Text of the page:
Variations in local NHS spending highlighted by The King's Fund analysis

Stark variations in how much the NHS spends locally on different diseases are revealed in a new King's Fund briefing published today (9 August).

Local variations in NHS spending priorities analyses new Department of Health data* from 2003/4-2004/5 that shows how much money is being spent by primary care trusts** (PCTs) in England on different diseases.

The briefing reveals that some PCTs spend much more than others on particular diseases, such as cancer, mental health and coronary heart disease, even after differences in the health needs of local populations and other factors have been taken into account.

At the extremes, on mental health, Islington PCT is spending four times the amount spent in Bracknell Forest PCT after accounting for needs and other factors. Leaving aside the most extreme contrasts, there are still large variations with a two-fold difference in mental health spending per head across 90 per cent of PCTs.***

There are similar variations for other diseases. The proportion spent on cancer care ranges from three per cent to over 10 per cent of PCTs' budgets. For example, Daventry and South Northamptonshire PCT is spending four times more than Heart of Birmingham Teaching PCT after accounting for needs and other factors.

The King's Fund Chief Economist Professor John Appleby said:

'This new data is very revealing, and raises serious questions about the consistency of decisions PCTs make about how much they spend on different diseases.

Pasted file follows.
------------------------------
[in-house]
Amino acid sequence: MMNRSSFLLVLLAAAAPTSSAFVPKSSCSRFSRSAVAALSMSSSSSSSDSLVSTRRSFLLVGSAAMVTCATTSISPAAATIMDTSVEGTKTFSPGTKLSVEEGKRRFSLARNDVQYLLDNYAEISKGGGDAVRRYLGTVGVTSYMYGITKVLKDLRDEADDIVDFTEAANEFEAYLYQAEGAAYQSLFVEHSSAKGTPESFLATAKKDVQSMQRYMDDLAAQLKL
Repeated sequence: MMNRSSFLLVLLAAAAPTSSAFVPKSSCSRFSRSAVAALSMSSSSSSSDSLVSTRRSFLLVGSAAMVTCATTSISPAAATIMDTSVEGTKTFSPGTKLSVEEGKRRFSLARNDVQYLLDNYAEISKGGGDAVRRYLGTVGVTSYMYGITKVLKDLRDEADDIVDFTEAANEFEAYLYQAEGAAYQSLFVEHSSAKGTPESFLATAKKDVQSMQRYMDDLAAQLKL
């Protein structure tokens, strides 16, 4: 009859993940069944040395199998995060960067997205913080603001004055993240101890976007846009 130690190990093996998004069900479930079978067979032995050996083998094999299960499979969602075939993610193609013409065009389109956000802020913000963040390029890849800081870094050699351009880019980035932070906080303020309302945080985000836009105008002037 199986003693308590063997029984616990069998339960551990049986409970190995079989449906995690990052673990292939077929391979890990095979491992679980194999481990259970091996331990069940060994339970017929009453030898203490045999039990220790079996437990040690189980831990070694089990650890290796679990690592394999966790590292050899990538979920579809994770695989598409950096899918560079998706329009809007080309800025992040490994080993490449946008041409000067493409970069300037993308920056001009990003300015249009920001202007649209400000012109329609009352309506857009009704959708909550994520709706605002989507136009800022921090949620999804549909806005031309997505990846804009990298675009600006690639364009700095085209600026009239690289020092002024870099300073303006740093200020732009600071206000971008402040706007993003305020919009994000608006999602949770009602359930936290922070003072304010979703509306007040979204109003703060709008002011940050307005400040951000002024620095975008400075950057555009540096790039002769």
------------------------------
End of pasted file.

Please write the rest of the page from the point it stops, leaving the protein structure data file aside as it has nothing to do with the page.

'However, a proportion of the variation in PCT spending will not be a result of deliberate choices by PCTs. Variations in clinical decisions about who and when to treat, and what treatment to provide, and differences in the efficiency of hospitals, contribute to the variations in PCT spending.

'The Department of Health's National Programme Budget Project is an extremely important initiative which should start to help answer vital questions about where the money goes, what we get for our investment in the NHS and how the NHS can improve value for money.'

The briefing also shows in which areas the extra money allocated for the NHS in 2004/5 has been spent. The largest share of spending (over £7 billion – 11 per cent) was devoted to mental health services – twice as much as spent on cancer care.

The new figures show that spending is reaching the government's three clinical priorities of mental health, coronary heart disease and cancer. They received the highest share of the total increase in PCT spending between 2003/4 and 2004/5.

Notes to editors: 

*The National Programme Budget Project started in 2002, with PCTs reporting their spending on 21 different disease areas, such as mental health problems, cancers and tumours and respiratory diseases, for the first time in 2003/4. This data is available on the Department of Health website.

**PCTs are in charge of spending around 80 per cent (nearly £60 billion) of the NHS budget in England. The amount of money allocated by the Department of Health to each PCT is calculated taking into account population size, age and need for health care, as well as the cost of providing services particular to each area. 

*** 90 per cent of PCTs spend between 9 and 18 per cent of their budgets on mental health.

  1. For further information or interviews, please contact the King’s Fund media and public relations office on 020 7307 2585, 020 7307 2632 or 020 7307 2581. An ISDN line is available for interviews on 020 7637 0185.
  2. For advance copies of the briefing including tables illustrating variations, contact the media and public relations office. Local variations in NHS spending priorities will be available to download from the King's Fund website from Wednesday 9 August.
  3. The King's Fund is an independent charitable foundation working for better health, especially in London. We carry out research, policy analysis and development activities, working on our own, in partnerships, and through funding. We are a major resource to people working in health and social care, offering leadership development programmes; seminars and workshops; publications; information and library services; and conference and meeting facilities.